Putin will not attend Mikhail Gorbachev funeral: Kremlin

MOSCOW, Russia -- Russian President Vladimir Putin will not attend the funeral of the last Soviet leader Mikhail Gorbachev due to scheduling issues, his spokesman said on Thursday.

In this file photo taken on October 10, 2006 Russian President Vladimir Putin (L) shakes hands with former Soviet Union President Mikhail Gorbachev (R), as German Chancellor Angela Merkel shakes hands with former Prime Minister of East Germany (GDR) Lothar de Maiziere, during their meeting prior to the session of the 6th German-Russian Forum "Petersburg Dialog" in Dresden. Dmitry ASTAKHOV / POOL / AFP

"The farewell ceremony and funeral will take place on September 3 but unfortunately the president's work schedule will not allow him (to attend)," Kremlin spokesman Dmitry Peskov told reporters.

Peskov said that Putin had paid his last respects to Gorbachev at the hospital where he died on Tuesday, aged 91.

Russian state TV showed Putin placing a bouquet of red roses near Gorbachev's open casket in a big empty hall before pausing for a moment of silence.

Putin bowed his head, briefly laid his hand on the casket then made the sign of the cross.

Gorbachev's funeral ceremony will be held on Saturday in the Moscow Hall of Columns, historically used for funeral services of high officials, including Joseph Stalin in 1953.

The same day, Gorbachev will be buried at the prestigious Novodevichy cemetery in Moscow next to his wife Raisa, who died in 1999.

Peskov said that there will be "elements of a state funeral" for Gorbachev, including a guard of honour, and that the ceremony will be organised with the help of the state.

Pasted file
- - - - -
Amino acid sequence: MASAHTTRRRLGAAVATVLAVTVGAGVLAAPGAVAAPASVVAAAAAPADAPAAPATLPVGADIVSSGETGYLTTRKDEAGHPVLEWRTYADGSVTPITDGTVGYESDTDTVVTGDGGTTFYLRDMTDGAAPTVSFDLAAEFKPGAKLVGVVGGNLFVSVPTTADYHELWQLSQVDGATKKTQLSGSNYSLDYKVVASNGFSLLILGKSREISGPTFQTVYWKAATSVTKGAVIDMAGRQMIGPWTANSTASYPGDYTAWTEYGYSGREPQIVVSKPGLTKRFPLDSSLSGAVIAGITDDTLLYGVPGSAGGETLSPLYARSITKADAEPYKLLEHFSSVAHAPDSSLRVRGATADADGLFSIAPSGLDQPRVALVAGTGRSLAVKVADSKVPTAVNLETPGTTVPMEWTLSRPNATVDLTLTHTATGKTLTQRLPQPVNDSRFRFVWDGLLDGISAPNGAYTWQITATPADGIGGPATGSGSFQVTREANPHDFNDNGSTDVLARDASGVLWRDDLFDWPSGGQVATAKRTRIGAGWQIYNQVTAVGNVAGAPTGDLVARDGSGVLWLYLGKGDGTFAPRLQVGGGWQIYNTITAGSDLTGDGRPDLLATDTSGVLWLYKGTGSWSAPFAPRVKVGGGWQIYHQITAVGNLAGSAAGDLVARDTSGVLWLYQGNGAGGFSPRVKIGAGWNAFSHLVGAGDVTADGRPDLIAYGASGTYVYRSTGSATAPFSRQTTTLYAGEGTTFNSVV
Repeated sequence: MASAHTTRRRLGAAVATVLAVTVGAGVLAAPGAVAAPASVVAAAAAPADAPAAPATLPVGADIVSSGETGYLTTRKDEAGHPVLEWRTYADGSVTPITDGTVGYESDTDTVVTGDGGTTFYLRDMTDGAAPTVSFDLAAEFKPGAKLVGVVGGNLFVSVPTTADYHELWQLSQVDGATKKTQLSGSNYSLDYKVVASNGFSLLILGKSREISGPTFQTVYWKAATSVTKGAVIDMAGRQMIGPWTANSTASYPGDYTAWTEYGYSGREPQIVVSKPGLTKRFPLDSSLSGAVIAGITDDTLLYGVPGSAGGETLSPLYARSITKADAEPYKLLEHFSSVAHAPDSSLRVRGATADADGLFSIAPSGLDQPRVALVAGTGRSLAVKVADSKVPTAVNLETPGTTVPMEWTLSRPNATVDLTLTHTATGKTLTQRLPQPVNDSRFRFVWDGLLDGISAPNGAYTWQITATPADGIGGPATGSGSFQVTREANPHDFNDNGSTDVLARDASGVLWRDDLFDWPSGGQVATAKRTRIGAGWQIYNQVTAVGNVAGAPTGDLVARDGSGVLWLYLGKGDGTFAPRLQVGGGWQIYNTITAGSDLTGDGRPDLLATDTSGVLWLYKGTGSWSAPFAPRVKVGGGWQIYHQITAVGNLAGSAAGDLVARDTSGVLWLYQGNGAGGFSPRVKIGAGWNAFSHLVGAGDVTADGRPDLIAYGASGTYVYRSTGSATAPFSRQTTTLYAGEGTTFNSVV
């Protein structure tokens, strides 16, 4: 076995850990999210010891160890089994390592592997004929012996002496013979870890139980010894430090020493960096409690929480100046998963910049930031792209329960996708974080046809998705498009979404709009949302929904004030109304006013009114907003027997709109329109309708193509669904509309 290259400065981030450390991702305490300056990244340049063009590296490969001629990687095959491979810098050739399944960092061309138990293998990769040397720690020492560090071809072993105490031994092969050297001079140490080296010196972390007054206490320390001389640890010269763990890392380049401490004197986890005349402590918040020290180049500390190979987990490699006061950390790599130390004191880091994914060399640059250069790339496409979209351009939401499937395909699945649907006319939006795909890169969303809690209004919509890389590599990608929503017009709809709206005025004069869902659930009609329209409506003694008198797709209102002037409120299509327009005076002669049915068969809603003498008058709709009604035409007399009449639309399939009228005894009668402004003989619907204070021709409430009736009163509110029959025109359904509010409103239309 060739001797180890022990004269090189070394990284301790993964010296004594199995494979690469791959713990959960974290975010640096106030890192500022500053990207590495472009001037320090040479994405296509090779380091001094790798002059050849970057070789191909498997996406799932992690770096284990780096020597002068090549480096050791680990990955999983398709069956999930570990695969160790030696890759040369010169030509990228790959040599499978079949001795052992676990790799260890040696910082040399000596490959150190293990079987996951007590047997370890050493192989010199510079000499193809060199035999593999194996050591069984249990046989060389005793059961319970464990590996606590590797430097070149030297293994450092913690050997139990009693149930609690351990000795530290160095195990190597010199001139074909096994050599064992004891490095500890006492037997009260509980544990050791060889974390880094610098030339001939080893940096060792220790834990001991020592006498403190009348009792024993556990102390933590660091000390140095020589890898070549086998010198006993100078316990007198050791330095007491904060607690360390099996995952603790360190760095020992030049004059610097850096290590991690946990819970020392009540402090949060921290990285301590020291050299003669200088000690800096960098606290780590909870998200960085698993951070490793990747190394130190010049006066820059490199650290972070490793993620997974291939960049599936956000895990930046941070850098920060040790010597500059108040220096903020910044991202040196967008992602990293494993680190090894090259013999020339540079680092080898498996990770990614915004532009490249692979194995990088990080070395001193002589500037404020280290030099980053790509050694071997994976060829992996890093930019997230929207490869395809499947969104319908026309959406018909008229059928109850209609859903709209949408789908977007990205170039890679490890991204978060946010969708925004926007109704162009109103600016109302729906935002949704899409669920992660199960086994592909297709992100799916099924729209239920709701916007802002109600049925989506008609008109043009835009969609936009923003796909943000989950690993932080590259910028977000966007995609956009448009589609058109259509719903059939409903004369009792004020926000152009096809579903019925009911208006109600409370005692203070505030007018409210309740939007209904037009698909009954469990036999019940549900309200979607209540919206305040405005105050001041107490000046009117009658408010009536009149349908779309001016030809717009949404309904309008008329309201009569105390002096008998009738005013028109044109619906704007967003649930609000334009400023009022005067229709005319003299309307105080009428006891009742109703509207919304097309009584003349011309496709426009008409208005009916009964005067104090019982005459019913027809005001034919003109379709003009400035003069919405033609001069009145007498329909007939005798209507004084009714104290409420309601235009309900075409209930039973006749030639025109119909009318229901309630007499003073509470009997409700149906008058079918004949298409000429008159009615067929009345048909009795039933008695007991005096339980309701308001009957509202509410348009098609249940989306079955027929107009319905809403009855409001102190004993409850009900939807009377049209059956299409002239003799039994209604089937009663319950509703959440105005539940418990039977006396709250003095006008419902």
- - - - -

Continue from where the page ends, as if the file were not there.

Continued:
Gorbachev changed the course of history by triggering the demise of the Soviet Union and was one of the great figures of the 20th century.

His reforms as Soviet leader transformed his country and allowed Eastern Europe to free itself from Soviet rule.

While the changes he set in motion saw him lionised in the West, they earned him the scorn of many Russians after the country was plunged into economic chaos and saw its international influence decline.

Putin, who called the Soviet collapse the greatest geopolitical catastrophe of the 20th century, has spent much of his more than 20-year rule reversing parts of Gorbachev's legacy.

By cracking down on independent media and political opposition, critics say, Putin has worked to undo Gorbachev's efforts to bring "glasnost", or openness, to the Soviet system.

And with the launch earlier this year of a military campaign in Ukraine, he has sought to reassert Russian influence in one of the countries that won its independence when the Soviet Union fell apart.

Gorbachev's death triggered an outpouring of tributes from the West but reaction was muted in Russia, where many blamed him for the loss of the country's status as a global superpower.

In a letter of condolences published by the Kremlin, Putin said Gorbachev "was a politician and statesman who had a huge impact on the course of world history".

"He led our country during a period of complex, dramatic changes, large-scale foreign policy, economic and social challenges," Putin added.